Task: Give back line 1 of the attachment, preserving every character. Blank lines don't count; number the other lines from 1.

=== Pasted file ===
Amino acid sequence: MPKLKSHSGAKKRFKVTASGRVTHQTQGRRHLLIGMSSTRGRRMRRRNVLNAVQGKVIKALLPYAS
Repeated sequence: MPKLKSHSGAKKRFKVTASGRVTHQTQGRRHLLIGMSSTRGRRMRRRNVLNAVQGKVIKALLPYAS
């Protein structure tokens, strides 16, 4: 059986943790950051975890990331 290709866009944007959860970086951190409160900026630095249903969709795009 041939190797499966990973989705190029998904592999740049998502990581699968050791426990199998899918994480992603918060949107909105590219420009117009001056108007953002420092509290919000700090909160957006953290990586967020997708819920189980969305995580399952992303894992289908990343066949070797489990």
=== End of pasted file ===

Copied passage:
Amino acid sequence: MPKLKSHSGAKKRFKVTASGRVTHQTQGRRHLLIGMSSTRGRRMRRRNVLNAVQGKVIKALLPYAS